Objectives: The overall objective of our mixed method study is to evaluate a strategy to improve the quality and clinical usefulness of 'the 5th Vital Sign'in VA primary care. We will formatively evaluate experiences with and implementation of the enhanced pain screening approaches (patient self administered computer aided) including clinician perspectives on the use of pain screening to guide management.
Our specific aims are to:
Aim 1. Characterize primary care team perspectives on enhanced pain screening approaches compared with usual pain screening re., clinical usefulness and how to use skills, roles, and tasks of multidisciplinary clinicians and consultants to optimize pain care. Interviews will inform development of the screening interface we will evaluate the interface including the PEG and 'NRS now'in a human-computer interaction laboratory.
Aim 2. Evaluate in a three-arm RCT the effects of enhanced pain screening approaches using the PEG (Arm 1), the 'NRS pain now'(Arm 2), compared with usual clinician-assessed pain screening (Arm 3), on (Aim 2a) the detection of patient pain at one week and (Aim 2b) feasibility, acceptability, and experiences with (e.g., pain missingness, bystander completion rates, patient and staff experiences and satisfaction) patient-reported computer-aided pain assessment using quantitative patient screening outcomes, an d interviews with patients, clinic and facility staff Research Plan: At three sites (VA GLA, Indianapolis, and Portland) we will conduct interviews with primary care staff about their experiences with pain screening and how to link screening to management in order to inform development of an integrated enhanced pain screening approach (using PEG and NRS now) on a touchscreen together with survey questions on Veteran demographics, co-morbidity, and risk for under-assessed pain. The integrated protocol will be installed on a touchscreen kiosk to use in a 3 arm RCT to evaluate the optimal approach to pain screening, along with an evaluation of the implementation experience. Methodology: Clinicians, clinic staff, and facility staff will be interviewed and multidisciplinary focus groups conducted at 3 sites to characterize the range of themes related to staff perspectives on patient reported versus clinician documented pain. Development of the enhanced pain screening protocol will account for clinician perspectives informed by qualitative input, as well as usability testing, and then subjected to an RCT after being integrated into a kiosk that will be placed in primary care for every Veteran to complete before nursing staff administered pain screening. Veterans will be randomly allocated in a 1:1:1 ratio to the three arms and analyses will evaluate a variety of quantitative and qualitative outcomes. Experience during the trial will inform implementation and be gathered through interviews with both patients and providers and clinic staff. Results: This is a new project and results have not yet been obtained. Significance: We will characterize how to best conduct pain screening including a direct comparison of patient reported (e.g., PRO) to clinician documented pain, and selection of an optimal measure to improve clinician and patient centeredness of pain measurement (e.g., by considering the incorporation of function). This project will inform national VA implementation of a preferred measure and method.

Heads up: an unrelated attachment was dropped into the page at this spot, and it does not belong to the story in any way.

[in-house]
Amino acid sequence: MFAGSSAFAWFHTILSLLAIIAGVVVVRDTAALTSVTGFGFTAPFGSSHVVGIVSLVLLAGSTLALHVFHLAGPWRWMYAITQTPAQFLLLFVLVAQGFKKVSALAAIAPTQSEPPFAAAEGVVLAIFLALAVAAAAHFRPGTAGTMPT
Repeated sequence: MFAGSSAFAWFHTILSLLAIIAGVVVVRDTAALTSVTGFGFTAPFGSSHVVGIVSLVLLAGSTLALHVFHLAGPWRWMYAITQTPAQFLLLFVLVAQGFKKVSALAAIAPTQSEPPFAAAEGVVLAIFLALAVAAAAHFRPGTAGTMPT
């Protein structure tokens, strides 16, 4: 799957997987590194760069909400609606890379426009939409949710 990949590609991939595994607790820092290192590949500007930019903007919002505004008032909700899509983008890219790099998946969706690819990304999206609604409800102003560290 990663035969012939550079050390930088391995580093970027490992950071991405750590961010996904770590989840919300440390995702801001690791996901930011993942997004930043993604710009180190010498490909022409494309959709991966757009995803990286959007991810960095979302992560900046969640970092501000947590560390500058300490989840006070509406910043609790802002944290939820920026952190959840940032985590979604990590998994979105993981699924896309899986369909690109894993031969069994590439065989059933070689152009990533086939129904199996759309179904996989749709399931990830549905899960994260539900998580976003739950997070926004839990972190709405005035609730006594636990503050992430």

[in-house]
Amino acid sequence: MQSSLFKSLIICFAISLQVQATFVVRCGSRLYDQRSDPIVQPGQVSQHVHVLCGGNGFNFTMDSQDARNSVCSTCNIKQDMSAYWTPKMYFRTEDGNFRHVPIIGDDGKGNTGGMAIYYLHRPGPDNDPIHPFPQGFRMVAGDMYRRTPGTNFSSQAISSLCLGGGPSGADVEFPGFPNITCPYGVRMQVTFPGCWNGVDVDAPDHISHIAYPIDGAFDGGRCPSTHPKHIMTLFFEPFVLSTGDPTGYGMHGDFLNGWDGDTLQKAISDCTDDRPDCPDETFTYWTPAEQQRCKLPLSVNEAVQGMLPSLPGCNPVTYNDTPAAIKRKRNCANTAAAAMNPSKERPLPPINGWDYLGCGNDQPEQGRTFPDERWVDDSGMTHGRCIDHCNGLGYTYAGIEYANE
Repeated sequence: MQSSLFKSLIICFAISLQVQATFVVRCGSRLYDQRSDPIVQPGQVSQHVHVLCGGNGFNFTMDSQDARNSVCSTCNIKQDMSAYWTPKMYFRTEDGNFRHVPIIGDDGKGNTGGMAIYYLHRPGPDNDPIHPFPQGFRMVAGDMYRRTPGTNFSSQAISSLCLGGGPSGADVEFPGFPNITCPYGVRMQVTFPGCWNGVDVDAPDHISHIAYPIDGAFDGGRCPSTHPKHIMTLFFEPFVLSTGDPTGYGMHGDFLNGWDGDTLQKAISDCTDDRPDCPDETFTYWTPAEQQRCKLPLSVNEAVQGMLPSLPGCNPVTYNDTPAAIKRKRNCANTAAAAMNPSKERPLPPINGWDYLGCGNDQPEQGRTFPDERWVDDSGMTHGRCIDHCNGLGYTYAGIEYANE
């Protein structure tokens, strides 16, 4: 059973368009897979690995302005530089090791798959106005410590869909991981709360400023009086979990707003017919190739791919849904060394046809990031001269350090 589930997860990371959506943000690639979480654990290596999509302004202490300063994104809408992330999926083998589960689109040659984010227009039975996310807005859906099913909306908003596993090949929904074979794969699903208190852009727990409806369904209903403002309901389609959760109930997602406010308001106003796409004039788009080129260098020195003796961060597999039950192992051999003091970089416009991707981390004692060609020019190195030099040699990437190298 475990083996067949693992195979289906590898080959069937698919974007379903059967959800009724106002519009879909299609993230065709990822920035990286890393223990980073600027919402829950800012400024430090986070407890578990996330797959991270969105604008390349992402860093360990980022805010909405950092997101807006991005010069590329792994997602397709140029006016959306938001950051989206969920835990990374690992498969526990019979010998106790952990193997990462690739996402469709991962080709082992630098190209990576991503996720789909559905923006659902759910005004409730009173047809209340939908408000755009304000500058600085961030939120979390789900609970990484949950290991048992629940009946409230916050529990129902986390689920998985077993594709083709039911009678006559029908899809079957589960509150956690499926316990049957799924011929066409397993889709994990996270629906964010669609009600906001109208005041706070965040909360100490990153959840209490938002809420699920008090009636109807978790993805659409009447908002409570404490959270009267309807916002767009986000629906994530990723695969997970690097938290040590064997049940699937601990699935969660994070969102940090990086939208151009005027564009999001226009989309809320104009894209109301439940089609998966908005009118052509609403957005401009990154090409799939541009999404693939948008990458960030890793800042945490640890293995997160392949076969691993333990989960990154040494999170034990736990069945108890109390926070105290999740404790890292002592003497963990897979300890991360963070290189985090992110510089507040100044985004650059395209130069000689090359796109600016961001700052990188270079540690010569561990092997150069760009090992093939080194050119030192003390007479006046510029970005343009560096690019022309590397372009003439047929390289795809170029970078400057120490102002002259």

Pain is one of the most common and debilitating problems that Veterans of all ages face. This project will improve the Veteran-centeredness of pain screening by incorporating function. It will inform how to best incorporate a range of other Veteran-centered subjective concerns in the health record and care experience to guide improved management (e.g., other symptoms). It will provide an evaluation of a highly scalable, efficient strategy for improving the assessment and documentation of pain (currently missing from many important specialty settings), and provide insight into an implementation strategy to guide that dissemination.